Top pairings |  What to pair with Epoisses (and other stinky cheeses)

Top pairings

What to pair with Epoisses (and other stinky cheeses)

What on earth do you drink with Époisses and France’s other famous stinky washed-rind cheeses such as Pont-l'Évêque, Maroilles, Munster and Langres? The problem is that the more mature and stinky you like your cheese, the tougher it will be on any wine you pair with it.

Personally I think they’re better with a spirit or beer than with wine, particularly red wine which makes sense as the rind of the cheese is often washed with white wine, beer or eau de vie.

Marc de Bourgogne

Basically the local brandy. Strong and spicy - my favourite with an Époisses that’s practically crawling off the cheeseboard

Strong Belgian or Northern French beers

Trappist beers like Orval or Chimay or what are known in Northern France as bières de grade - again because they come from the same region as the cheese

Pear eau de vie or Poire William

A pairing I discovered went really well with England’s answer to stinky cheese, Stinking Bishop


The Dutch style of gin, served neat rather than in a G & T or cocktail. The Old Tom style works too if you can’t get hold of it.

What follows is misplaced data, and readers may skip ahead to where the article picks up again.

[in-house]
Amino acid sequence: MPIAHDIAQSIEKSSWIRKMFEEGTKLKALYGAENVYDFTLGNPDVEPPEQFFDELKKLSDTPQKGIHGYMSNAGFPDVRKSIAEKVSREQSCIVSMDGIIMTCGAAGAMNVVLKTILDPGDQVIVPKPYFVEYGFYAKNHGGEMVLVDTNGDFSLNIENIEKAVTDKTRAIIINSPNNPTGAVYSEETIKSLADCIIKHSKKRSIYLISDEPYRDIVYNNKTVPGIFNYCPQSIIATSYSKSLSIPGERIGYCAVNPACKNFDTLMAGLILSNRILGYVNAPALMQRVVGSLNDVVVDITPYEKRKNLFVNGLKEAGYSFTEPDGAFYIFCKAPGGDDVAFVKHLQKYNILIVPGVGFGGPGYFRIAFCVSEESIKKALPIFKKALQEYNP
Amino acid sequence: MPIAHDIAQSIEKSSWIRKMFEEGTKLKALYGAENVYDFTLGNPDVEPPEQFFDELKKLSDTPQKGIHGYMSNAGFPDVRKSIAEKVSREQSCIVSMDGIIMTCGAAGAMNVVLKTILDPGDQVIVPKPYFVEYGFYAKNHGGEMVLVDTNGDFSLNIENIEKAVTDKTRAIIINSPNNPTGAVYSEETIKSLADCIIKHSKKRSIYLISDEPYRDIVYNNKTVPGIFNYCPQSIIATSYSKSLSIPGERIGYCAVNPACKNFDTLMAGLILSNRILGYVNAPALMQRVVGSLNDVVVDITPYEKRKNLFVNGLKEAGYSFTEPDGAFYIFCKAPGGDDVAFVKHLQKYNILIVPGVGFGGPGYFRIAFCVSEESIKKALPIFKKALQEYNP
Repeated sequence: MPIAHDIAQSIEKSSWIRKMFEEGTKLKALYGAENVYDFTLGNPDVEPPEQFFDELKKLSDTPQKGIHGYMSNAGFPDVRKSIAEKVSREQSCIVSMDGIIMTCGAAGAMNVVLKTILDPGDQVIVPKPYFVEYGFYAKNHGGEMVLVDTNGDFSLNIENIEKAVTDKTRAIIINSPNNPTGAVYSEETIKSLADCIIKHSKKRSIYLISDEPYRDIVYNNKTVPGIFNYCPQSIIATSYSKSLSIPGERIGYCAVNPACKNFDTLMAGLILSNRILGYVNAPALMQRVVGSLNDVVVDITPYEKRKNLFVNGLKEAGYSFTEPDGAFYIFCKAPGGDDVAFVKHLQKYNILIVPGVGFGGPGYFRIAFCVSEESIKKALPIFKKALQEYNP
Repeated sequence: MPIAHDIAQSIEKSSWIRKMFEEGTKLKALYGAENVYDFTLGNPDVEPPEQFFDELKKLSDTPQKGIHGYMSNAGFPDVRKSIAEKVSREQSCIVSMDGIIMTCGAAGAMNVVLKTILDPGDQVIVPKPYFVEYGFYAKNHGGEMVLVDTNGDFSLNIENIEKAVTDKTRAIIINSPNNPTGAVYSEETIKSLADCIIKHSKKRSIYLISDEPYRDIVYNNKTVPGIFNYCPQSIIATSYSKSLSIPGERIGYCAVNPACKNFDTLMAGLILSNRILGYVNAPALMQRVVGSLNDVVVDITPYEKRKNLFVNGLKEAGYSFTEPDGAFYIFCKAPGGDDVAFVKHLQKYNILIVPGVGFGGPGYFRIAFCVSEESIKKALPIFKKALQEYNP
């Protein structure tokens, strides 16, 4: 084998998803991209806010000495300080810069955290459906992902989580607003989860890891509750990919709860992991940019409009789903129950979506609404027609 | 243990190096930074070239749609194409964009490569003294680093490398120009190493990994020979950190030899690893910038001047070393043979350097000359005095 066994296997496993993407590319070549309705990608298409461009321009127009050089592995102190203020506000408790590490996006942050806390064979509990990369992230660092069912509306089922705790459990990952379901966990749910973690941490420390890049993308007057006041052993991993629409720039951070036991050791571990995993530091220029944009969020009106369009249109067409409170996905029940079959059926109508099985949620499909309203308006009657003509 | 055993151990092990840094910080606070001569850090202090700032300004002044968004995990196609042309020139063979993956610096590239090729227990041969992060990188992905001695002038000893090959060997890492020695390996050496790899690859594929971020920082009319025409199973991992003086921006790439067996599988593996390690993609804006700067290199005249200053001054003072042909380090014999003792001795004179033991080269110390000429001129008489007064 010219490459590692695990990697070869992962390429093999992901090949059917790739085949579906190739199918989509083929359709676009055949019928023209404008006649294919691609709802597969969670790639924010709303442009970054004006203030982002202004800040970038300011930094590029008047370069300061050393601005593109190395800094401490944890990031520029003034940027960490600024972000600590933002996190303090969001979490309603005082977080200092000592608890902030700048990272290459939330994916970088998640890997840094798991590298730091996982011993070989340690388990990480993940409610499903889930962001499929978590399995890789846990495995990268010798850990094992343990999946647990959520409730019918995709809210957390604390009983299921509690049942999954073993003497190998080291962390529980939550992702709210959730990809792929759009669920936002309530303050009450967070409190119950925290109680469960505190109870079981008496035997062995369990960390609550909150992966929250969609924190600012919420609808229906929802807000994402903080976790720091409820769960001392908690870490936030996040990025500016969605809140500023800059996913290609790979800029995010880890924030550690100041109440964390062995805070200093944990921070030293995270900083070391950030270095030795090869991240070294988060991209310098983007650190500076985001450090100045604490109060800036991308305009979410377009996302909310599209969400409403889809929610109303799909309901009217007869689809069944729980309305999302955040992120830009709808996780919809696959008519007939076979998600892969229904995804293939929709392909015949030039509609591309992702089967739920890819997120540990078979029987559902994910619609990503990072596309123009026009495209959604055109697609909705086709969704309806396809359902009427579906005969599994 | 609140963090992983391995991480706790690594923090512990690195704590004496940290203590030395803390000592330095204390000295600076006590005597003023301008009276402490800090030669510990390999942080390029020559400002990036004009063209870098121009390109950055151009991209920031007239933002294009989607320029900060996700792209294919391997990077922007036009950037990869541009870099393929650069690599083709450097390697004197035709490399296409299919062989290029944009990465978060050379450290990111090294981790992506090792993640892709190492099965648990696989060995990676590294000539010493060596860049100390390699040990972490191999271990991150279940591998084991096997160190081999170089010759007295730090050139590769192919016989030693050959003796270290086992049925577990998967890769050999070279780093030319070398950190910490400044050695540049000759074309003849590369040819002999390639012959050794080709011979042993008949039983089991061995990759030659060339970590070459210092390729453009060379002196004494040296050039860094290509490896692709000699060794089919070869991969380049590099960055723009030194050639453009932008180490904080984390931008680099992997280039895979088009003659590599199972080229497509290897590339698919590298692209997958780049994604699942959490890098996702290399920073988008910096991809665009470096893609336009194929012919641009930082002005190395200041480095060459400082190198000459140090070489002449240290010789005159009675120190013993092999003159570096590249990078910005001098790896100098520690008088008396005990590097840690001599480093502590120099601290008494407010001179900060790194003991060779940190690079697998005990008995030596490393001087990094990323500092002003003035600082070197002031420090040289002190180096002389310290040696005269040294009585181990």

Would work with Pont-l'Évêque which comes from Normandy too. Or the slightly ligher Pommeau.


The classic local pairing for Munster in Alsace. Often the cheese is sprinkled with cumin seeds which helps the match along.

Sauternes or similar Bordeaux sweet whites

Maybe a surprise but they do work surprisingly well. Experiment with other sweet whites such as Rivesaltes.

Red burgundy

Reluctantly because it’s what the locals drink but don’t expect it to survive unscathed and make sure there’s a baguette to offset the cheese’s pungency. Personally I’d go for a rich Burgundian white like a Meursault though even then it won’t do the wine a lot of favours. A Jura chardonnay would be more forgiving.

See also Wine and Cheese Pairing for Beginners

Photo © hawanafsu at

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Comments: 4 (Add)

Fiona Beckett on August 21 2021 at 08:32

Gonna have to try that! (Although not sure I want my red burg to taste of honey 😉)

Ewan Murray on August 21 2021 at 07:33

Pinot noir does the trick for me. Admittedly the wine stops tasting like pinot noir, but it does start tasting like honey, so that’s a bonus. Also means that it doesn’t have to be red Burgundy - cheap Chilean pinot would do the trick.

Warren on April 12 2021 at 17:36

A good fino

David Natt on January 10 2020 at 17:58

Biere de garde.

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